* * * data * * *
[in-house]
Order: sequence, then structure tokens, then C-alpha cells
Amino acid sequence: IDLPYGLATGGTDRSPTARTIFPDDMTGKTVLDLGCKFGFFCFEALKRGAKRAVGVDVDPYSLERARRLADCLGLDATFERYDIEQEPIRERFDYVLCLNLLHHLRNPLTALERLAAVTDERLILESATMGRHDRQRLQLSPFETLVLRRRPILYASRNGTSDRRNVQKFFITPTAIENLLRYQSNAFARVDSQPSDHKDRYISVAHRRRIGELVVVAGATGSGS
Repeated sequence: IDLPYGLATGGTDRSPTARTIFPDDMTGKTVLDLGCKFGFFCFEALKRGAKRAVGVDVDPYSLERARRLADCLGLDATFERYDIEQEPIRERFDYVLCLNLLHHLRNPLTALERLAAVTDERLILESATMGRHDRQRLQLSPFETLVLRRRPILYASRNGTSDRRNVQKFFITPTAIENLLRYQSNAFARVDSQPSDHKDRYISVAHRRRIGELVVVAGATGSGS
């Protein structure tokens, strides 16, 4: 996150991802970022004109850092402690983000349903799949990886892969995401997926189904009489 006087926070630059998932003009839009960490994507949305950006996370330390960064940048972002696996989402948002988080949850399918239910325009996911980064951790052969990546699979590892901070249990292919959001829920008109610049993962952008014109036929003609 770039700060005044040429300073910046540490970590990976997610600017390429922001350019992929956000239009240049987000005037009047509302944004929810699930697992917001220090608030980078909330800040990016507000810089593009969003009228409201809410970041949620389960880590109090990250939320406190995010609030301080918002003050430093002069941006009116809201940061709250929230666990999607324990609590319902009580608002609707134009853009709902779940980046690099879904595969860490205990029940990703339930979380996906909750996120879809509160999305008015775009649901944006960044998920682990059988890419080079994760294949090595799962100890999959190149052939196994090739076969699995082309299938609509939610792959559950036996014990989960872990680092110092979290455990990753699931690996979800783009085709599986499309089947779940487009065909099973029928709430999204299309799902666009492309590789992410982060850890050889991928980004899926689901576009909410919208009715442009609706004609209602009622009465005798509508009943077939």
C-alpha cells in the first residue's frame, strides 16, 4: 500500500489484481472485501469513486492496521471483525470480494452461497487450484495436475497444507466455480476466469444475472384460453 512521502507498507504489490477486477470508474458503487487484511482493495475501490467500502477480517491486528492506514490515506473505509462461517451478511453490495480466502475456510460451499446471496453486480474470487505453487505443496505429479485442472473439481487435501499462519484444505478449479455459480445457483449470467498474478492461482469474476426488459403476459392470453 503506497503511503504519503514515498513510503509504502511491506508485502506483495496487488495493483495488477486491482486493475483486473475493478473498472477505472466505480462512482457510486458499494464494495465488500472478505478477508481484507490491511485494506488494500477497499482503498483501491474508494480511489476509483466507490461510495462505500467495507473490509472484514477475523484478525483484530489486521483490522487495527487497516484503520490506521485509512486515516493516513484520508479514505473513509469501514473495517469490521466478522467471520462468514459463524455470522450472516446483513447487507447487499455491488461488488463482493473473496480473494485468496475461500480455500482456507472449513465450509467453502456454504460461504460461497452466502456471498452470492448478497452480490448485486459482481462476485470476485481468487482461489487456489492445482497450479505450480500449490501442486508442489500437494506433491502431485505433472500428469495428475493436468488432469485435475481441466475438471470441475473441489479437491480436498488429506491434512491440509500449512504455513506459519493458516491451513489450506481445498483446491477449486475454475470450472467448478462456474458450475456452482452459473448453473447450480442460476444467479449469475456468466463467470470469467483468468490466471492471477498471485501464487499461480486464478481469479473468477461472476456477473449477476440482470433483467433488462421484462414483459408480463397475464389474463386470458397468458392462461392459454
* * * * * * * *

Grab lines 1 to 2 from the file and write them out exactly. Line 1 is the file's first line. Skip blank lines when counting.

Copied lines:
[in-house]
Order: sequence, then structure tokens, then C-alpha cells